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    3. Maybe my palate just isn't as advanced as some, but I honestly don't taste much of a difference between this, and Kroger's premium Private Selection ice cream line, which you can get a full carton of (as opposed to a teeny pint) for $3 (or less) when on sale.

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  3. Take a look at the nutrition facts on the pint and compare it to the generic store brand from somewhere else. There are probably twice as many calories in a 1/2 cup serving of the pint than a 1/2 cup serving of the cheap stuff. Ice cream makers that sell in larger quantities like 1.5 quarts churn a lot of air into their ice cream to create artificial volume. This means the ice cream is light and airy instead of rich, dense, and decadent. The Aldi pint, like the Ben and Jerry's and Haagen Dazs it imitates, is a super premium ice cream, a much higher quality product than the other stuff. If you compared it on a calories/dollar basis, it would fare very well. Your taste buds should be able to figure out by themselves where the price comes from, but I guess you were already sold on the idea that it's overpriced and allowed that to form your opinion instead.

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    1. I'm sure a factory-made pint is soooo "super premium". I'd save that designation for homemade stuff that doesn't have an allowable amount of rat feces and other FDA-accepted grotesqueries.

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    2. You haven't gotten the hang of this whole "review" thing have you? You might as well shut this site down.

      Your personal bias and whatever idiotic fake crap you read on Facebook (retardbook) has no relevance to the review of a product.

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    3. Haha, you're right. I still haven't figured out how to form a personal opinion and write about it.

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    4. Your "personal opinions" went out the window and everything you said lost all credibility when you accuse more expensive products of having rat shit in their product.

      You live in a fantasy where you think that everyone should cater to you and your skewed beliefs that every premium thing should cost the same as bottom of the barrel trash because you want it to.

      Maybe if you got a better job and made more money you could afford nice ice cream and not crap from the 99cent store.

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    5. You're arguing with someone online because they don't agree with your opinion of an ice cream product.

      But sure, let ME go back to MY fantasy world.

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  4. We were suuuuuper disappointed by these as well. Occasionally, Ben & Jerry's goes on sale for $3 at our supermarket so we splurge. Ben & Jerry's is creamy and loaded with pieces of whatever they add.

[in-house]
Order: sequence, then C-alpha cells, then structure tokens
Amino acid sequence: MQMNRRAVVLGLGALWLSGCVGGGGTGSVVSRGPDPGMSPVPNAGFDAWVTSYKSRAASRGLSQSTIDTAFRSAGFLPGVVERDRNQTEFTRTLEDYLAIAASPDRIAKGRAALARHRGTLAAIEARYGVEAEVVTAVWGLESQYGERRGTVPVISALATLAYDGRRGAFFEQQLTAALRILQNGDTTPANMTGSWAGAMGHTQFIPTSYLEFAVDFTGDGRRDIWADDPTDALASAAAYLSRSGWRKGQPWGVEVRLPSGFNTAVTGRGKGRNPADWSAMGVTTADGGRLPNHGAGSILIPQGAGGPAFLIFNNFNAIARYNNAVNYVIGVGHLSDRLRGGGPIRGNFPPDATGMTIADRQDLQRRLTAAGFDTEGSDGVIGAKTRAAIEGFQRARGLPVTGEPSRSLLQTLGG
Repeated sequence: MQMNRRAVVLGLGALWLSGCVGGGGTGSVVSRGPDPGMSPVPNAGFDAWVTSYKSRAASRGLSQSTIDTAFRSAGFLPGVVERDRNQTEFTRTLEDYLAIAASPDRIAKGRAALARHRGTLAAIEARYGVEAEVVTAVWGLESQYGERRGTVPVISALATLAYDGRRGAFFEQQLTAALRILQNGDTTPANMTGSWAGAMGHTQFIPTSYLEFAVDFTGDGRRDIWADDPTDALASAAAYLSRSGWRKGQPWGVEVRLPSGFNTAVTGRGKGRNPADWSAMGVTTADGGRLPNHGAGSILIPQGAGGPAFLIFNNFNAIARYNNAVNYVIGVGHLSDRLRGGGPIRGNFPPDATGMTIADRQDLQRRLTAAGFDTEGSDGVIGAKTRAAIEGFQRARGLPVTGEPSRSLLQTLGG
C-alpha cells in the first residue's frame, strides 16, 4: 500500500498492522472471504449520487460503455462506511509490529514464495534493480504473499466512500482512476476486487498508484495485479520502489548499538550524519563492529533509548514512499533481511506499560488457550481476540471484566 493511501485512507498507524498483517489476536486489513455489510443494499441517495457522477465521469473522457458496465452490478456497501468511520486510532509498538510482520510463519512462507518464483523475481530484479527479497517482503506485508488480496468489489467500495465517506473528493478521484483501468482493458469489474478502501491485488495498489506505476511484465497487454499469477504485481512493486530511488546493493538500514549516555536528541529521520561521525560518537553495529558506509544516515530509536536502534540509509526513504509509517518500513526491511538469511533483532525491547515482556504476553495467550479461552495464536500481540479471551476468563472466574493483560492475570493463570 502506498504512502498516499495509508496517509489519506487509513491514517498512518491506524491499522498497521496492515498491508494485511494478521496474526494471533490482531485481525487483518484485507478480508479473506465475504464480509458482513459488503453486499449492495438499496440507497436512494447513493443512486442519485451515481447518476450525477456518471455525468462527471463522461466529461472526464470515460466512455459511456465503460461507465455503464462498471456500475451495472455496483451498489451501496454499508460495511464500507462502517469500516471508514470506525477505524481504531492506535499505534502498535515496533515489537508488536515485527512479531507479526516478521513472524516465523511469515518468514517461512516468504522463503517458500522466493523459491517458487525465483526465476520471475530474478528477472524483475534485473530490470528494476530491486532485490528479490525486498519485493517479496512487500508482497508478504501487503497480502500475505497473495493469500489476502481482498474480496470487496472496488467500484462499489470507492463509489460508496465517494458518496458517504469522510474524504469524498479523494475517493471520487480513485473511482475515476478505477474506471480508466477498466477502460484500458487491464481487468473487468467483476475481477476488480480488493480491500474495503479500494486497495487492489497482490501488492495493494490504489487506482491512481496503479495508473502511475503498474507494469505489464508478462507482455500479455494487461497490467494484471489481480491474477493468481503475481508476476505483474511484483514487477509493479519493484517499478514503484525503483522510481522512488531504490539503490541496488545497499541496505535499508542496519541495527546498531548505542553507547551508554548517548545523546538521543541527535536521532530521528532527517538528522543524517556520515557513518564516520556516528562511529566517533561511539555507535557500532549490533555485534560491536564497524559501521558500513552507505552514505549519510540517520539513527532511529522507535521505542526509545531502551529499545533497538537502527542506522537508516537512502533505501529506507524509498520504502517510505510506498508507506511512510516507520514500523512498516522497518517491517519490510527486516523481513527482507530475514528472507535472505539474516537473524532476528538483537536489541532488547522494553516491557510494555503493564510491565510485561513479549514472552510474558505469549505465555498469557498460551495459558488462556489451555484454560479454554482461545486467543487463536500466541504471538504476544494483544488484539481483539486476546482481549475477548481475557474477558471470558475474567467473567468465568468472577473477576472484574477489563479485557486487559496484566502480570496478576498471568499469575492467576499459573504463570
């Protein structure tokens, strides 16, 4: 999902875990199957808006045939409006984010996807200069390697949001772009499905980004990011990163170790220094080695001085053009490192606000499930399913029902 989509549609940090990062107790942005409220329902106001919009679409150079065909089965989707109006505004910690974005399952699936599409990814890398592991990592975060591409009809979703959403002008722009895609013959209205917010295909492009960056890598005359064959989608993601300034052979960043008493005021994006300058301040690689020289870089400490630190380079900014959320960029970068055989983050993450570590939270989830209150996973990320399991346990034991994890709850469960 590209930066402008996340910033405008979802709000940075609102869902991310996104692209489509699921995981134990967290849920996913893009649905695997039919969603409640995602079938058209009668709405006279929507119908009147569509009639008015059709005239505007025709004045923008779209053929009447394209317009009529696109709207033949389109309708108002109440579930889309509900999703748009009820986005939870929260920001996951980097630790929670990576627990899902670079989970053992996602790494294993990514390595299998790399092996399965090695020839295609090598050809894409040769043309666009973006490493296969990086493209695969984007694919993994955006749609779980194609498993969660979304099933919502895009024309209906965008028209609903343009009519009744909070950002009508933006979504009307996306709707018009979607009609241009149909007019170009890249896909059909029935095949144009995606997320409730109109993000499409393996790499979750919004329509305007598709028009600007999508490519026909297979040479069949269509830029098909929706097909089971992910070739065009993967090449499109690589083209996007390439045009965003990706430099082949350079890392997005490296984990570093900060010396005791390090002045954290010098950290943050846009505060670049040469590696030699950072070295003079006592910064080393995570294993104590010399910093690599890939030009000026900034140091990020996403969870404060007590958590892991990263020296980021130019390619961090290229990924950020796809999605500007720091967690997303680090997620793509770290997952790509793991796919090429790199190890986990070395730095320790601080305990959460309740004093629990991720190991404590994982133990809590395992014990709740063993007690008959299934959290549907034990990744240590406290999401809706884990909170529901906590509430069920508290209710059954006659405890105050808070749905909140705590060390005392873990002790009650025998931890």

The Aldi brand barely has any compared to Ben and Jerry's and lacks the premium quality despite being labeled as such.
    It would be a good value if it actually tasted like Ben and Jerry's, but it doesn't come close.

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    1. I was beginning to think this ice cream was specially formulated so that I was the only one in the entire world disappointed with it, so I'm glad this isn't the case!

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  5. Actually, I enjoy the Belmont product above Ben and Jerry's because it's not as sweet. I haven't seen B&J anywhere in my area (ever) for $3 but price is not the main consideration.

    To each his own.

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    1. To each his own indeed. It's all subjective.

      For us, price IS a big deal, so that's partially where I'm coming from. And for that price point I expect to be blown away. Didn't happen. Still, and for the record, I never said I hated these flavors, just that I was underwhelmed for the price.

      Either way, I'd get them again, because these are the only brownie-chunked ice cream flavors available at Aldi, and everyone needs a little brownie chunks in their ice cream from time-to-time.

      Also for the record, my wife loved them both.

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  6. I tried the brookie and the thank you cherry much. I thought they were excellent. I was horrified at how expensive other pints were in my area (off brands at other stores), and even plain regular ice cream is expensive. I decided to splurge on this ice cream because I wanted something special and I was not disappointed. I'm sorry that you did not enjoy the ice cream as much as I did.

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    1. Haha, that's okay. It's not your fault! I did see they had a peanut butter/chocolate one as a special buy that I really wanted to try, but it was sold out before I could even get my hands on one!

      I'll give them another shot, for sure.